The Shape of Punk to Come: R.I.P AMP and Hails & Horns


Posted Sun, May 5, 2013

Perhaps Mr. Bob Dylan said it best when he sang, “The times, they are a changin.’”

The times are changing indeed, especially for journalism. Ask any hot-shot media mogul and they’ll say traditional print newspapers and magazines are being phased out rather quickly by intangible, digital counterparts, and the Internet is becoming the preferred medium for people to gather their news.

While this “digital apocalypse” is certainly looming over all crafts of journalism, perhaps nowhere have these changes been more evident than in the cutthroat field of music journalism.

Some music magazines, such as Spin, HM: The Hard Music Magazine and Decibel have rolled with the punches and created digital formats in an effort to stay with the times, with the former two ceasing production of print magazines completely and shifting to an exclusively digital platform. Many other magazines are following suit.

However, other magazines have succumbed to the pressures of the digital age and fierce circumstances, and have decided to close their doors altogether. Two such magazines are the esteemed AMP Magazine and Hails & Horns Magazine, both of which were founded by publisher Brett Mathews in 1997.

After being in print for 10 plus years, and accumulating $30,000 in debt, AMP and Hails & Horns are no more.

“Doing a print-zine is not a viable option for AMP and Hails & Horns in this day and age,” Mathews said in a farewell statement published on the AMP and Hails & Horns websites in February, which have since been shut down. “I also feel that at this point, we wouldn’t be able to offer anything above and beyond what is already happening out there in a digital-realm.”


Mathews first broke into music journalism in 1996 when he started a fanzine called Hit List. It was a good experience for him, but it limited the kind of coverage he sought to do.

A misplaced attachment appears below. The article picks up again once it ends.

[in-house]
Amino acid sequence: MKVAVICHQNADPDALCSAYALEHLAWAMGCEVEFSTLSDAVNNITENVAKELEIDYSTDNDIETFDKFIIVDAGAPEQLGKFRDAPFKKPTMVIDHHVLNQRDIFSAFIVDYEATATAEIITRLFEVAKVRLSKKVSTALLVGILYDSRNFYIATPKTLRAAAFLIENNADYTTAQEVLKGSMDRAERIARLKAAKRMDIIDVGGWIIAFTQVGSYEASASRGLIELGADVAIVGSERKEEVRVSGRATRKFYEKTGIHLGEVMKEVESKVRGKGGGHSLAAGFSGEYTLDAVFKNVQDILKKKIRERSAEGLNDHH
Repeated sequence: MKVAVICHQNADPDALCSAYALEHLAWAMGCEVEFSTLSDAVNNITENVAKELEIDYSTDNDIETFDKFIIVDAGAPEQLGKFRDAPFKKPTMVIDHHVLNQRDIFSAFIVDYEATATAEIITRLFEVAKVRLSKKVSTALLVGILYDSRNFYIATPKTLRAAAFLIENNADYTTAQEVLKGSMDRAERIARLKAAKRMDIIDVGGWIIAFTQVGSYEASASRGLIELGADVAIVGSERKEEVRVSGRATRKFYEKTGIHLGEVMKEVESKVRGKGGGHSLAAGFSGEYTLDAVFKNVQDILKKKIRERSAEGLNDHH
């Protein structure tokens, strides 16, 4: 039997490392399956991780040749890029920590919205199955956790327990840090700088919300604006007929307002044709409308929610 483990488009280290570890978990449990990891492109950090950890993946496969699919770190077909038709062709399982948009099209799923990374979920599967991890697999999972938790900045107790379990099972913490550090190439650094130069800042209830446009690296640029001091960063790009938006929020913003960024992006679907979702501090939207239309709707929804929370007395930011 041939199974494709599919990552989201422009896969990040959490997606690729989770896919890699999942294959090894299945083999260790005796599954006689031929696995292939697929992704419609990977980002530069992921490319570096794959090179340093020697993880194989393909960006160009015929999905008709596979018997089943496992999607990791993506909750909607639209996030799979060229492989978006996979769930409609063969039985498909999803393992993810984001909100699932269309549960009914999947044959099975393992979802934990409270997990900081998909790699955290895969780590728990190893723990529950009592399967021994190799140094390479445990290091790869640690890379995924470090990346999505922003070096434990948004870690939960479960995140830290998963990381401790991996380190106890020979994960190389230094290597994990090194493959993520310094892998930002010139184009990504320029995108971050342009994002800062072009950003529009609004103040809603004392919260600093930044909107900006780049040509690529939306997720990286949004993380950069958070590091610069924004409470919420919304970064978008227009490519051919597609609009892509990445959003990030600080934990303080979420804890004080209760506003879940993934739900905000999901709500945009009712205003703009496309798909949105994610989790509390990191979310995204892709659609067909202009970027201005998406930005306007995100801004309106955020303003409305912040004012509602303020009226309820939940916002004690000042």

“I think I kinda pinned myself into a corner with Hit List,” Mathews says. “It was very much a [punk rock] magazine, and a lot of the writers were much, much older and a lot them were very jaded. I kinda feel like it was a — not really an elitist, but definitely people that were like, ‘Hey man, if you didn’t see Iggy and the Stooges, you’re f—ed.”

Hit List’s life was short-lived, only about three years, but it provided Mathews with enough insight into the cogs of a working magazine to begin piecing together AMP.

“It was definitely neat to see the inner workings, and then see exactly what it was doing in putting a magazine together, but the end result wasn’t exactly what I wanted to portray in a magazine,” Mathews says.

AMP and Hails & Horns first emerged circa 2000. AMP dedicated coverage to the underground/ punk rock scene, and Hails & Horns, to the metal scene.


Since the conception of AMP and Hails & Horns, the climate for music magazines to thrive has become much more hostile. While a magazine once existed called Zine Guide, which was a directory of all the different zines and independent publications that existed, many factors, economic and otherwise, have made it increasingly more difficult for publishers to continue printing.

“As prices went up, shipping went up, printing went up, the music industry pretty much collapsed into itself with MP3s, so that was part of it,” Mathews says.

Eventually, AMP started to broaden their focus of the underground music scene and cover a more diverse spectrum of bands, Mathews says. They did this to give fair amounts of coverage to other bands that were not being covered by two of AMP’s contemporaries at the time, Maximum Rock n’ Roll and Alternative Press.

“There were dual factors that led AMP to reach outside of it’s sector, one of which was the lack of other magazines, and the huge gap between Maximum Rock n’ Roll and AP, and nobody was helping those bands,” Mathews says. “We started covering more bands. It [couldn’t] just be the bands I like.”